I have never straddled a charging baby rhinoceros, but the 2021 Mercedes-AMG GLB 35 is what I’d expect it to feel like. All snorting angst and playful gurgle: your own contribution to the soundtrack a barely-stifled giggle. The entryway to AMG’s performance range is getting fairly crowded these days, but the GLB 250’s sportier sibling manages to stand out all the same.
For $49,500 (plus $1,050 destination) you don’t get one of AMG’s hand-built engines. Instead it’s an “AMG-Enhanced” version of Mercedes’ 2.0-liter inline-4 turbo, here massaged for 302 horsepower and 295 lb-ft of torque. 0-60 arrives in 5.1 seconds, and there’s a swift-shifting 8-speed DCT gearbox and AMG Performance 4MATIC all-wheel drive.
It’s a punchy, feisty thing. Firmer suspension than in the regular GLB curtails too much in the way of body roll, though can leave the ride jostling and even a tad squirmy if you push too urgently on potholed asphalt. Happily there’s plenty of grip from the big rubber and the AWD, and some predictable understeer dialed in so that you’re fully aware of when the limits might be coming into sight.
The four-cylinder engine may not be AMG’s biggest, or its most powerful, but it’s a smile-provoking thing. The snorting, blustering turbo boost contributes significantly to that; some of the engine noise is electronically added, but it doesn’t sound quite so artificial as some other sports cars suffer. Whooshing around town, surging through gaps in traffic, leave the GLB 35 a hoot in urban settings, while Comfort mode tames things sufficiently that highway cruising isn’t migraine-provoking. Just expect a little more wind noise from the chunky styling.
Mercedes quotes 21 mpg in the city, 26 mpg on the highway, and 23 mpg combined. Not exactly great, but par for the course by segment standards.
Mercedes’ cabin is a familiar thing at this point, the GLB sharing its dashboard with the A-Class, GLA, and others. The combination of silver and gloss black plastic, eyeball vents, and chromed toggles is cohesive enough, while the colored ambient lighting feels youthful. MBUX, on twin 10.25-inch displays behind a single pane of glass, is fast and responsive, and there’s Android Auto and Apple CarPlay support, though your phone’s UI is oddly small in the center display and squanders some of the available screen real-estate.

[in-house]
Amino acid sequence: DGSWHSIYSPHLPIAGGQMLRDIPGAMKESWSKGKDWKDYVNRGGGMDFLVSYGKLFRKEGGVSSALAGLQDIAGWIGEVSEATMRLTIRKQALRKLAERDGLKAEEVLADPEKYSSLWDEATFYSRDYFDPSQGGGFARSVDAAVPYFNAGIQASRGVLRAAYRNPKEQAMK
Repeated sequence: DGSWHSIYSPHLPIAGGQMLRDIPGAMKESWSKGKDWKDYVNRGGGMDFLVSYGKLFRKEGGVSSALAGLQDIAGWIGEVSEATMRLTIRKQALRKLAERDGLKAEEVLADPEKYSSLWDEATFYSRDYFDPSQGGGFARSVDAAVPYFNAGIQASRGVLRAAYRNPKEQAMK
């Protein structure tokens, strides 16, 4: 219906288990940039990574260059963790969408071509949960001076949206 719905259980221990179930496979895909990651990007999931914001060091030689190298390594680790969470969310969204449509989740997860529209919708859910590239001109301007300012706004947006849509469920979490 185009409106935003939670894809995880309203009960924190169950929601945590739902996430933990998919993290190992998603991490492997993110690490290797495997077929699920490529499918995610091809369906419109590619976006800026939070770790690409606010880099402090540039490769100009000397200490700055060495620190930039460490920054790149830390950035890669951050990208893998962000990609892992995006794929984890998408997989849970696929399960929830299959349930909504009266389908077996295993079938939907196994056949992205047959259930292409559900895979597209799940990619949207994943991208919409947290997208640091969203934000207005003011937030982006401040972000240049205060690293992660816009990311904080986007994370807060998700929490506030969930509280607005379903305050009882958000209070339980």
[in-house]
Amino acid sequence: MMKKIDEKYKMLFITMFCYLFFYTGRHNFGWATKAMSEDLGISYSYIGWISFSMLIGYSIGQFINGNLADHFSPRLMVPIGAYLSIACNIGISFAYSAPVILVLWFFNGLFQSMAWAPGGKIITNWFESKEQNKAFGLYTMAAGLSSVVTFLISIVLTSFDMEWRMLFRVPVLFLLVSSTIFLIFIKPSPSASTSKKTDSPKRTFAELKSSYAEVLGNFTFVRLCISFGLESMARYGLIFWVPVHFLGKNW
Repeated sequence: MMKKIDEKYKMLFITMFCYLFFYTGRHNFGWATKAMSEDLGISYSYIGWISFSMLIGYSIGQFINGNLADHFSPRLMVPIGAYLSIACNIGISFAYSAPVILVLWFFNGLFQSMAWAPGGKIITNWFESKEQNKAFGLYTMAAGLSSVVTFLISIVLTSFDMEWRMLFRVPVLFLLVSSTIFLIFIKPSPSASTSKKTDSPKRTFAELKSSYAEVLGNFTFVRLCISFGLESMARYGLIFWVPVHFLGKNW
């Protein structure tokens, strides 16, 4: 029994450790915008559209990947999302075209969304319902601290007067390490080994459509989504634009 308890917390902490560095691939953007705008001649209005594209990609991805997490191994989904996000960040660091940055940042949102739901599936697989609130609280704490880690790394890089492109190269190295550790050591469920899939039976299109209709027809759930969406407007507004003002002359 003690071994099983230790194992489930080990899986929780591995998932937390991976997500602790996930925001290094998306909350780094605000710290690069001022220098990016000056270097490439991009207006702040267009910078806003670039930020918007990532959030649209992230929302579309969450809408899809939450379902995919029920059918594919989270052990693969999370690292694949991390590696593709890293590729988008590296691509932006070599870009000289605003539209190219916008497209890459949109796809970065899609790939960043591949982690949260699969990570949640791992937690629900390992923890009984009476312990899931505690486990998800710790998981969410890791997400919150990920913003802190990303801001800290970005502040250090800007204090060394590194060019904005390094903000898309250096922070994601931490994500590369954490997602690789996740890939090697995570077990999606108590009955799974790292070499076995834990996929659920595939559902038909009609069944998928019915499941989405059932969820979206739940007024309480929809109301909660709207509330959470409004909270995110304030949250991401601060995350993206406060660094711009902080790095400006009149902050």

I’m always pleased to see AMG’s previous-gen steering wheel, with its billet aluminum hubs and proper switches and buttons. The touch-sensitive controls on its twin-spoke replacement are a little too finicky for my tastes. In AMG form there are dual control pods – each with a tiny display – for drive mode and user-customizable shortcuts. It makes flicking between the relatively relaxed and pliant Comfort mode and the altogether more entertaining Sport+ quicker.
The GLB may be one of Mercedes’ smallest SUVs, but it still manages to squeeze in three rows of seats. The first and second aren’t short on space, but accommodations in the (optional) very back row are definitely on the tight side. Child-friendly, yes, but not much fun for adults.
With all the seats up, you’re looking at just 5.1 cu-ft of cargo space to play with; best pack light. There’s a healthier 24 cu-ft with the third row folded, and 56.7 cu-ft with the second row down too. Still, the 5-seat GLB configuration has more space for stuff: 27 cu-ft behind the second row and 62 cu-ft behind the first. Maybe save the $850 the rearmost row will cost you, and spend it on the equally priced – and far more rewarding – Burmester Surround Sound audio system.
As standard you get a power liftgate, auto wipers, blind spot warnings, ambient lighting, dual-zone climate control, and power front seats with memory. Then the options start to rack up. $400 for the AMG steering wheel, another $400 for the drive mode pod controls, and $300 for the distinctive 19-inch matte black alloys. $1,500 for the panoramic sunroof and $500 for the heated front seats; $200 for a wireless charging pad and $460 for SiriusXM. The $1,295 Multimedia Package adds navigation with augmented reality directions, and can be safely skipped; so too, frankly, can the $800 Premium Package with its keyless entry, and power-folding side mirrors.
$750 covers the AMG Night Package, with high-gloss black exterior trim like the exhaust surrounds, the front splitter, AMG side panel inserts, and other strips that help make the GLB 35 look so enthusiastic. By the time you add $720 for the Denim Blue Metallic paint, $1,450 for the leather, and $325 for the natural-grain wood trim, plus a few other niceties, you’re looking at $61,485 all-in. That’s more than a base-spec AMG GLC 43 will cost you, and that comes with another two cylinders under the hood and more space in the cabin.
2021 Mercedes-AMG GLB 35 Verdict
Better, I’d say, to show as much restraint as you can get away with at your local Mercedes dealership. This squared-off SUV doesn’t need to be maxed-out in order to put a grin on your face.
Indeed there is something about the GLB 35 AMG that falls just on the perfect side of silly. On paper, it shouldn’t really make sense: a compact crossover, borrowing the chunky styling of its bigger and invariably more capable brethren, with an AMG tune-job and a body kit to match. Yet with its squirty whooshing soundtrack and perky acceleration it feels puppy-eager, and belies the staid and sensible reputation of the average crossover without sacrificing the practicality.